National Fisherman

BOSTON — Cod has been king for centuries in New England. And for generations, it sustained a vibrant fishing industry here. But in recent years, federal regulators have imposed strict catch limits on cod and other groundfish, and fisherman say they can’t even meet those quotas because it’s getting harder to find cod in local waters.
 
So with a shortage of local cod, there is an effort underway to lure diners away from the revered species and steer them towards new types of fish that are abundant. But it’s not easy to increase consumer demand for what’s long been considered “trash fish.”
 
At a fundraising dinner at the Cambridge restaurant Area Four, diners were not eating the usual fare. Redfish, surf clam, and dogfish — sometimes known as “trash fish” — were on the menu.
 
Michael Leviton, chef and owner at Area Four, said the species are hardly household names. The point of the dinner was to highlight overlooked fish that are abundant in local waters. One of the offerings was lionfish ceviche with ruby grapefruit and a candied lemon zest.
 
“We’re hosting a dinner tonight that brings together nine chefs, each who are cooking a different fish to show our customers so many of these fish that are available in New England really are tasty,” Leviton said. “And we’re trying to get them to look beyond the traditional cod and haddock.”
 
That’s because cod and haddock, which have been New England’s money-makers for generations, are in short supply.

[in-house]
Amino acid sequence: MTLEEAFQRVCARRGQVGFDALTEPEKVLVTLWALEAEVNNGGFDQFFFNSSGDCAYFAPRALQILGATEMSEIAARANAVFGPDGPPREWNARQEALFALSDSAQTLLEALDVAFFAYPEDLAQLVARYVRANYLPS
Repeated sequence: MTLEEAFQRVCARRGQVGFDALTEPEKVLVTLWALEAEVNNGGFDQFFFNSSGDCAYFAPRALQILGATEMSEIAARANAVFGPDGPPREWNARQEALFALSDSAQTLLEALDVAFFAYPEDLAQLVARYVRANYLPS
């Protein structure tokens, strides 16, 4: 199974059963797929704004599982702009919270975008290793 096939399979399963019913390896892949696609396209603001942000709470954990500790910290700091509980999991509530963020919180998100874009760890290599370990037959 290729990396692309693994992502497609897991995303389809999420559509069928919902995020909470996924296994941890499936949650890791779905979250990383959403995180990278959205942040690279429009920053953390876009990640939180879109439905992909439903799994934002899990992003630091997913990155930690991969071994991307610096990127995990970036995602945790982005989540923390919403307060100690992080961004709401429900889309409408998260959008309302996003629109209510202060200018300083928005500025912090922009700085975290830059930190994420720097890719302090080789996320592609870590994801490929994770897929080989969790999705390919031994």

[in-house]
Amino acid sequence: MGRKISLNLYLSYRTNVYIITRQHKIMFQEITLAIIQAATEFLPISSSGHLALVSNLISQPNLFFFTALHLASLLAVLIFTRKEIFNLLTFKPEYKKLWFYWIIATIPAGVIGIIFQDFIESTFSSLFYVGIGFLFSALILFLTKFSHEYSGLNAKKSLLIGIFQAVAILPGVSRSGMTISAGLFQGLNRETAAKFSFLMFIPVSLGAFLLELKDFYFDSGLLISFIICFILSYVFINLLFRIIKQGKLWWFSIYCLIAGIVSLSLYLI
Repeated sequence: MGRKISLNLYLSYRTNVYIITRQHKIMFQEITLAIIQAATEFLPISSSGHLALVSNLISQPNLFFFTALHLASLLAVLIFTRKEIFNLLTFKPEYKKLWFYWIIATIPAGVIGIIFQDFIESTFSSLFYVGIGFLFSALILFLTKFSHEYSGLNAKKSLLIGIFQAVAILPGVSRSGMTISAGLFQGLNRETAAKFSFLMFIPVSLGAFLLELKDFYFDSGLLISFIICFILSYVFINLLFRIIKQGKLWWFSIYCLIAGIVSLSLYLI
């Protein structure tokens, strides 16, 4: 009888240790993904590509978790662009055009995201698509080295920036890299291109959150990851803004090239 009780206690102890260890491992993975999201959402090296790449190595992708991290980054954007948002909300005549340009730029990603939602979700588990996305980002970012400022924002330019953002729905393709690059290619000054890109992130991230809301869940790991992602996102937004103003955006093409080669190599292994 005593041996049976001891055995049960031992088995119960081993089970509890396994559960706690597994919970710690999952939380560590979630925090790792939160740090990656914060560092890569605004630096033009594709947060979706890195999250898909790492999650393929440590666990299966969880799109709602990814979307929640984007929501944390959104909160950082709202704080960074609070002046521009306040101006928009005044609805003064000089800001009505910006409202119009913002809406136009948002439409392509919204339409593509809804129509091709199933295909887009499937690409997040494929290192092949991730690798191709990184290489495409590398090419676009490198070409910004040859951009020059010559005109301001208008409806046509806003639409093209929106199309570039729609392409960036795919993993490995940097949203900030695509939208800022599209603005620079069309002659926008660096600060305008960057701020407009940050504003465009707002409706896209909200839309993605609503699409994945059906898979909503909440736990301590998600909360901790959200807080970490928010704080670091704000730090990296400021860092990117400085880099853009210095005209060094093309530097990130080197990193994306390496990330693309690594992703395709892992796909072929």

“I’ve never seen cod fishing this bad,” said Greg Walinski, who has worked as a fisherman in Chatham for 30 years. “It looks to me like it’s over.”
 
Read the full story at WBUR>>

National Fisherman Live

National Fisherman Live: 1/27/15

In this episode:

Assessment: Atlantic menhaden is not overfished
Bering Sea pollock fishery casts off
Dock to Dish opens Florida’s first CSF
Second wave of disaster funds for Alaska
Fisherman lands N.C.’s largest bluefin ever

Inside the Industry

The Alaska Seafood Marketing Institute is still seeking public review and comment on the Alaska Responsible Fisheries Management Conformance Criteria (Version 1.2, September 2011). The public review and comment period, which opened on Dec. 3, 2014, runs through Monday, Feb. 3.

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NOAA, in consultation with the Department of the Interior, has appointed 10 new members to the Marine Protected Areas Federal Advisory Committee. The 20-member committee is composed of individuals with diverse backgrounds and experience who advise the departments of commerce and the interior on ways to strengthen and connect the nation's MPA programs. The new members join the 10 continuing members appointed in 2012.

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